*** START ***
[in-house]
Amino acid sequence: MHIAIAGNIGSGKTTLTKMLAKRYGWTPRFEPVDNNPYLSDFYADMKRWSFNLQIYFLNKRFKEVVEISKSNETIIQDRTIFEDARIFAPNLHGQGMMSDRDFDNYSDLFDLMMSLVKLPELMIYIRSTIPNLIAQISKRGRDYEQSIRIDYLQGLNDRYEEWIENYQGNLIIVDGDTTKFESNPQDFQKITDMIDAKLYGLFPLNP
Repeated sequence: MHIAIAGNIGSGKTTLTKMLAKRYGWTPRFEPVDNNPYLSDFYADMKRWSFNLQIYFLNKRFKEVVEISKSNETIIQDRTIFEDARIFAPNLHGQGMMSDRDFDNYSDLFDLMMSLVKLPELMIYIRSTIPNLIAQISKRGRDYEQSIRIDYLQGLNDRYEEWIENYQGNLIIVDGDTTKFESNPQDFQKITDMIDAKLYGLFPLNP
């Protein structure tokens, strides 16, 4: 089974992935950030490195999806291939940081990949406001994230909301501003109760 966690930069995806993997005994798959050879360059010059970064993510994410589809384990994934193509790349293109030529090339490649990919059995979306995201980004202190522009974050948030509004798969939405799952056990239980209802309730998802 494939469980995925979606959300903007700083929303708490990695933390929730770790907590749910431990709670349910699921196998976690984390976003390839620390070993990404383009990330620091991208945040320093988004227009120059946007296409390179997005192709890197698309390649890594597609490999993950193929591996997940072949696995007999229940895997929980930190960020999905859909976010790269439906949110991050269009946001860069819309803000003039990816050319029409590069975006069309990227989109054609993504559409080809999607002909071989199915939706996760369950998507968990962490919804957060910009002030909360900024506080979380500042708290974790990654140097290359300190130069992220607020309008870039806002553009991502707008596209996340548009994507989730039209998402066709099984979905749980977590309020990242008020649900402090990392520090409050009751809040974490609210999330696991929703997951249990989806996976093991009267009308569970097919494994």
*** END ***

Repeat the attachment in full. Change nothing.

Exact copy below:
[in-house]
Amino acid sequence: MHIAIAGNIGSGKTTLTKMLAKRYGWTPRFEPVDNNPYLSDFYADMKRWSFNLQIYFLNKRFKEVVEISKSNETIIQDRTIFEDARIFAPNLHGQGMMSDRDFDNYSDLFDLMMSLVKLPELMIYIRSTIPNLIAQISKRGRDYEQSIRIDYLQGLNDRYEEWIENYQGNLIIVDGDTTKFESNPQDFQKITDMIDAKLYGLFPLNP
Repeated sequence: MHIAIAGNIGSGKTTLTKMLAKRYGWTPRFEPVDNNPYLSDFYADMKRWSFNLQIYFLNKRFKEVVEISKSNETIIQDRTIFEDARIFAPNLHGQGMMSDRDFDNYSDLFDLMMSLVKLPELMIYIRSTIPNLIAQISKRGRDYEQSIRIDYLQGLNDRYEEWIENYQGNLIIVDGDTTKFESNPQDFQKITDMIDAKLYGLFPLNP
């Protein structure tokens, strides 16, 4: 089974992935950030490195999806291939940081990949406001994230909301501003109760 966690930069995806993997005994798959050879360059010059970064993510994410589809384990994934193509790349293109030529090339490649990919059995979306995201980004202190522009974050948030509004798969939405799952056990239980209802309730998802 494939469980995925979606959300903007700083929303708490990695933390929730770790907590749910431990709670349910699921196998976690984390976003390839620390070993990404383009990330620091991208945040320093988004227009120059946007296409390179997005192709890197698309390649890594597609490999993950193929591996997940072949696995007999229940895997929980930190960020999905859909976010790269439906949110991050269009946001860069819309803000003039990816050319029409590069975006069309990227989109054609993504559409080809999607002909071989199915939706996760369950998507968990962490919804957060910009002030909360900024506080979380500042708290974790990654140097290359300190130069992220607020309008870039806002553009991502707008596209996340548009994507989730039209998402066709099984979905749980977590309020990242008020649900402090990392520090409050009751809040974490609210999330696991929703997951249990989806996976093991009267009308569970097919494994």